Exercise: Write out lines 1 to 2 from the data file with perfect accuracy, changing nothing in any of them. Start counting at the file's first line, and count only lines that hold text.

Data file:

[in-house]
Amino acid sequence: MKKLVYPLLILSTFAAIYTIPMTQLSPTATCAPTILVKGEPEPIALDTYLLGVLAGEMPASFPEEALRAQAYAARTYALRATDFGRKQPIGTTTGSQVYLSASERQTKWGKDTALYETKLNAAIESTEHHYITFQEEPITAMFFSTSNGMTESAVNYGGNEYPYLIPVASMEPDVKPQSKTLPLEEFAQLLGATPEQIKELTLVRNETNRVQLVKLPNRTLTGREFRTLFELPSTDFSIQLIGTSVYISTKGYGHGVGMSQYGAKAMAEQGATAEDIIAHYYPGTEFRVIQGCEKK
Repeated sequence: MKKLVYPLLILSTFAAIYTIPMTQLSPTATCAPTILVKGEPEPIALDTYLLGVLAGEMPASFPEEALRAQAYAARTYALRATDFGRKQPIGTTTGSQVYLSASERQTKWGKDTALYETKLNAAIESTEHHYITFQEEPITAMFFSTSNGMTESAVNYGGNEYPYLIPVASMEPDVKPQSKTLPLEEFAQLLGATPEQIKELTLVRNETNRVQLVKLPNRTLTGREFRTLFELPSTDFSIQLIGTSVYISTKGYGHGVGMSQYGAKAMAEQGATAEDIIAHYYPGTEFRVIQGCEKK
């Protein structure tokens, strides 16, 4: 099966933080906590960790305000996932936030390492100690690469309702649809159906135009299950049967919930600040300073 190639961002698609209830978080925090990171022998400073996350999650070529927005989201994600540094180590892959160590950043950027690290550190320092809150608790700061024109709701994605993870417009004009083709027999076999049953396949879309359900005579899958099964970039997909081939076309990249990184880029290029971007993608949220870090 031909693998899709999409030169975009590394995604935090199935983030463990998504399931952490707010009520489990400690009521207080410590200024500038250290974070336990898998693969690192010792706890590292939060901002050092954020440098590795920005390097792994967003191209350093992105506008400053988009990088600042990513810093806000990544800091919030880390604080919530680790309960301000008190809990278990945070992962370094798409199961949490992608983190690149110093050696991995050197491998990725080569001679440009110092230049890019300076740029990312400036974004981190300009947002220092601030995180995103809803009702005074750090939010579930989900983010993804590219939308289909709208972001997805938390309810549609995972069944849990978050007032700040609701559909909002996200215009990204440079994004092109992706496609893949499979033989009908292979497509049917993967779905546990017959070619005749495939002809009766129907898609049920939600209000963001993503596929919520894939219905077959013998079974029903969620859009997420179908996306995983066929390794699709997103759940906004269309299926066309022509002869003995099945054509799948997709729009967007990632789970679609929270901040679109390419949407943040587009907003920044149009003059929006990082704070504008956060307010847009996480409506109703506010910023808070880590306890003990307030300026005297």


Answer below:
[in-house]
Amino acid sequence: MKKLVYPLLILSTFAAIYTIPMTQLSPTATCAPTILVKGEPEPIALDTYLLGVLAGEMPASFPEEALRAQAYAARTYALRATDFGRKQPIGTTTGSQVYLSASERQTKWGKDTALYETKLNAAIESTEHHYITFQEEPITAMFFSTSNGMTESAVNYGGNEYPYLIPVASMEPDVKPQSKTLPLEEFAQLLGATPEQIKELTLVRNETNRVQLVKLPNRTLTGREFRTLFELPSTDFSIQLIGTSVYISTKGYGHGVGMSQYGAKAMAEQGATAEDIIAHYYPGTEFRVIQGCEKK